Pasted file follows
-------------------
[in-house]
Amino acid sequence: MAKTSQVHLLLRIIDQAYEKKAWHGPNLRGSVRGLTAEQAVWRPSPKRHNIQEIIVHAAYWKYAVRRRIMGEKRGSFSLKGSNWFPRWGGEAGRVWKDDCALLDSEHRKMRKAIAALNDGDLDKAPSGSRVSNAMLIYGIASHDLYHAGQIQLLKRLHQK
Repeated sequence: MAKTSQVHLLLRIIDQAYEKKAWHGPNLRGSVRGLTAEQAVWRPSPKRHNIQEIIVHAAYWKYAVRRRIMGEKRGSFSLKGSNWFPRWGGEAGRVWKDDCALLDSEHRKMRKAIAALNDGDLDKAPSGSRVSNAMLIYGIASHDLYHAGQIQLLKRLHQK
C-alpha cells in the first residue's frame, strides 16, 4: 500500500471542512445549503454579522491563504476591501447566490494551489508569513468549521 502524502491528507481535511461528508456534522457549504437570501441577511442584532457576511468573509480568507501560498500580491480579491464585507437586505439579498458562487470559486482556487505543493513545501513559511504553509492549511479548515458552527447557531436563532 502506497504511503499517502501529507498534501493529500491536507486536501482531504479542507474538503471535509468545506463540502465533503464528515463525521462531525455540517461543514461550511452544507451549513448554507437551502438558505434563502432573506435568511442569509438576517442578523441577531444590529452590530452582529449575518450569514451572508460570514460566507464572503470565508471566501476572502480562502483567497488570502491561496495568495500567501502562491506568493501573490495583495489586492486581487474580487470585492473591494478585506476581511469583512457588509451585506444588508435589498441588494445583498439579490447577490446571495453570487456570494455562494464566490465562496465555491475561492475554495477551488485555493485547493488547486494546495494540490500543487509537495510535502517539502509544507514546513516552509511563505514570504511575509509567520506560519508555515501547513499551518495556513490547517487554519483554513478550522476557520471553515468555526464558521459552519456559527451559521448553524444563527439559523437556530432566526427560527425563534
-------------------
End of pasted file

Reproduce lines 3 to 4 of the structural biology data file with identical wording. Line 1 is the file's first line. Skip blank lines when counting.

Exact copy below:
Repeated sequence: MAKTSQVHLLLRIIDQAYEKKAWHGPNLRGSVRGLTAEQAVWRPSPKRHNIQEIIVHAAYWKYAVRRRIMGEKRGSFSLKGSNWFPRWGGEAGRVWKDDCALLDSEHRKMRKAIAALNDGDLDKAPSGSRVSNAMLIYGIASHDLYHAGQIQLLKRLHQK
C-alpha cells in the first residue's frame, strides 16, 4: 500500500471542512445549503454579522491563504476591501447566490494551489508569513468549521 502524502491528507481535511461528508456534522457549504437570501441577511442584532457576511468573509480568507501560498500580491480579491464585507437586505439579498458562487470559486482556487505543493513545501513559511504553509492549511479548515458552527447557531436563532 502506497504511503499517502501529507498534501493529500491536507486536501482531504479542507474538503471535509468545506463540502465533503464528515463525521462531525455540517461543514461550511452544507451549513448554507437551502438558505434563502432573506435568511442569509438576517442578523441577531444590529452590530452582529449575518450569514451572508460570514460566507464572503470565508471566501476572502480562502483567497488570502491561496495568495500567501502562491506568493501573490495583495489586492486581487474580487470585492473591494478585506476581511469583512457588509451585506444588508435589498441588494445583498439579490447577490446571495453570487456570494455562494464566490465562496465555491475561492475554495477551488485555493485547493488547486494546495494540490500543487509537495510535502517539502509544507514546513516552509511563505514570504511575509509567520506560519508555515501547513499551518495556513490547517487554519483554513478550522476557520471553515468555526464558521459552519456559527451559521448553524444563527439559523437556530432566526427560527425563534